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Investing in transformation: Tax trends in financial services

Deloitte interviewed 12 senior tax leaders from companies in the FS industry to learn how they are responding to changes in the compliance environment, where they are on their technology journey,  how they are restructuring the tax function, what they are doing to develop the talent they need and what they see as the future state of their department.

New organisational thinking

The organisation of tax departments within financial companies varies considerably based on factors such as legal entity structure, geographical reach and business mix. Close alignment and cooperation between tax and finance is vital, especially given the need for sharing and co-ordinating data resources.

Our Tax Transformation Trends data supports the idea of shared responsibilities between tax and finance. Respondents said that 72% of tax work by professionals is done in the tax department and 28% in other departments such as finance—often with input from subject matter experts embedded within tax.

Overall, tax leaders emphasised the increasing need to structure the tax function and define roles to encourage specialisation as the demands on the tax function evolve. To allocate resources efficiently and to find and keep appropriate talent, it is important to align employees’ roles with their strengths and interests.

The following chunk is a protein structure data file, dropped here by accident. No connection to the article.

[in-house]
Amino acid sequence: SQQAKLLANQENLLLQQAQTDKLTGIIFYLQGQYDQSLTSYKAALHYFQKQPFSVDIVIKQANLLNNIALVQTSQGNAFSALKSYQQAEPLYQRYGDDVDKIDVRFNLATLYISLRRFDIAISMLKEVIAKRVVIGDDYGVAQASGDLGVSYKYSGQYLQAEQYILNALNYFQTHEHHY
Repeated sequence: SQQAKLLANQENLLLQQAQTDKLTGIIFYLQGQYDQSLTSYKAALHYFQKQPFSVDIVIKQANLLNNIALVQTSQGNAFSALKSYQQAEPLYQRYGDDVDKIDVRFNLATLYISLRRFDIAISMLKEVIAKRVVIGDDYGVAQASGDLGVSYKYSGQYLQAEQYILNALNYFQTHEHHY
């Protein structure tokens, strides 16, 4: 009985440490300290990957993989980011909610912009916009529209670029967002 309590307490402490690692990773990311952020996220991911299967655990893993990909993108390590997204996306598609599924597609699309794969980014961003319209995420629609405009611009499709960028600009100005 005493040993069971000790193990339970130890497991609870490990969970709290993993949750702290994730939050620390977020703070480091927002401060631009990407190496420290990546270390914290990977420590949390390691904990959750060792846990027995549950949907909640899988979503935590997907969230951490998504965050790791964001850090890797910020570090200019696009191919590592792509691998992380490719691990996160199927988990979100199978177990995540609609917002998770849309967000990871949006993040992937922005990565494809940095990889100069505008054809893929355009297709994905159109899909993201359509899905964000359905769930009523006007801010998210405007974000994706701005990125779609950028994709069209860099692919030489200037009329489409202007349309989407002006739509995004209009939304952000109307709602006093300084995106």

The change we need, in my mind, is to separate the mandate for doing the data-driven insight work from the compliance process and technology work. I think each benefits from a very different skillset and provide a very different employee value proposition.

—Alex Goldsmith, Senior Vice President, Tax, Sun Life Financial

The value of collaboration

Tax teams in FS increasingly need to work effectively with other parts of the organisation, not just to execute on their compliance and risk mandates but also to bring greater value as advisors to the business. Tax leaders emphasised the growing need for tax advice around M&A transactions, insights about the tax implications of entity structuring, account holder reporting, new product launches and information about changing tax policies and regulations to name a just a few.

One aspect of the relationship between tax and IT, emphasised by our FS tax leaders, is the need for the tax team to bring up to date knowledge of tax technology options to the table. The relationships between tax, IT and finance increasingly demand a true collaboration that addresses the design and development of systems for the future, rather than data requests from one side and delivery of data by the other.

The importance tax leaders place on collaboration is in evidence in the Tax Transformation Trends data, with the most frequent interaction being with the finance department.

Finding and developing talent

Questions of technology and talent are increasingly intertwined. Our FS tax leaders said they want to bring people into the tax department who will take ownership of processes and tackle difficult data questions. In the Tax Transformation Trends research, data analytics, data-driven strategic insights and data management skills ranked as the top desired trait for employees, cited by 44% of respondents.